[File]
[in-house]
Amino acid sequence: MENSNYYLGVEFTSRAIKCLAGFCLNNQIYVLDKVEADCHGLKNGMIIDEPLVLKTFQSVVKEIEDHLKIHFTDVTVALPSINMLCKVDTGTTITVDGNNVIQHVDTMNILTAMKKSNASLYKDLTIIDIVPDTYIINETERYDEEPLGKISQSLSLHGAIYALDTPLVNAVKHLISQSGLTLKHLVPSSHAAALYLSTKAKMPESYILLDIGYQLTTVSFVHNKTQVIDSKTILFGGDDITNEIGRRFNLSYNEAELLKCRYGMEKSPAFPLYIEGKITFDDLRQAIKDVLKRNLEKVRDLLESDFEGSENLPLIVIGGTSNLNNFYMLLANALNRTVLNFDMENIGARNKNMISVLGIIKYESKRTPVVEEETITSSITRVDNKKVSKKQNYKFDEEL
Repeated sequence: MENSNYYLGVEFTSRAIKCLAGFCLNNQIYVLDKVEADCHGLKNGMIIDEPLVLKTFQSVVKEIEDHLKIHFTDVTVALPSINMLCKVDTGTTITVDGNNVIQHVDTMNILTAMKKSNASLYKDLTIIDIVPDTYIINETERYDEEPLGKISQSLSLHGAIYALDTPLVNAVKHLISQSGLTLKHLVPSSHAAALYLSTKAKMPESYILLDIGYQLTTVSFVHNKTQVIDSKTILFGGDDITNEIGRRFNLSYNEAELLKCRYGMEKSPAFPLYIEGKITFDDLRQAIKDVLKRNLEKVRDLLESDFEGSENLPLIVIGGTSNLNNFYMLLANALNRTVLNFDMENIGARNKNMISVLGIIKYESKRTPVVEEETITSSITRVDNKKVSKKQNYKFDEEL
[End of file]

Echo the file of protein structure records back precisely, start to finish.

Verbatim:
[in-house]
Amino acid sequence: MENSNYYLGVEFTSRAIKCLAGFCLNNQIYVLDKVEADCHGLKNGMIIDEPLVLKTFQSVVKEIEDHLKIHFTDVTVALPSINMLCKVDTGTTITVDGNNVIQHVDTMNILTAMKKSNASLYKDLTIIDIVPDTYIINETERYDEEPLGKISQSLSLHGAIYALDTPLVNAVKHLISQSGLTLKHLVPSSHAAALYLSTKAKMPESYILLDIGYQLTTVSFVHNKTQVIDSKTILFGGDDITNEIGRRFNLSYNEAELLKCRYGMEKSPAFPLYIEGKITFDDLRQAIKDVLKRNLEKVRDLLESDFEGSENLPLIVIGGTSNLNNFYMLLANALNRTVLNFDMENIGARNKNMISVLGIIKYESKRTPVVEEETITSSITRVDNKKVSKKQNYKFDEEL
Repeated sequence: MENSNYYLGVEFTSRAIKCLAGFCLNNQIYVLDKVEADCHGLKNGMIIDEPLVLKTFQSVVKEIEDHLKIHFTDVTVALPSINMLCKVDTGTTITVDGNNVIQHVDTMNILTAMKKSNASLYKDLTIIDIVPDTYIINETERYDEEPLGKISQSLSLHGAIYALDTPLVNAVKHLISQSGLTLKHLVPSSHAAALYLSTKAKMPESYILLDIGYQLTTVSFVHNKTQVIDSKTILFGGDDITNEIGRRFNLSYNEAELLKCRYGMEKSPAFPLYIEGKITFDDLRQAIKDVLKRNLEKVRDLLESDFEGSENLPLIVIGGTSNLNNFYMLLANALNRTVLNFDMENIGARNKNMISVLGIIKYESKRTPVVEEETITSSITRVDNKKVSKKQNYKFDEEL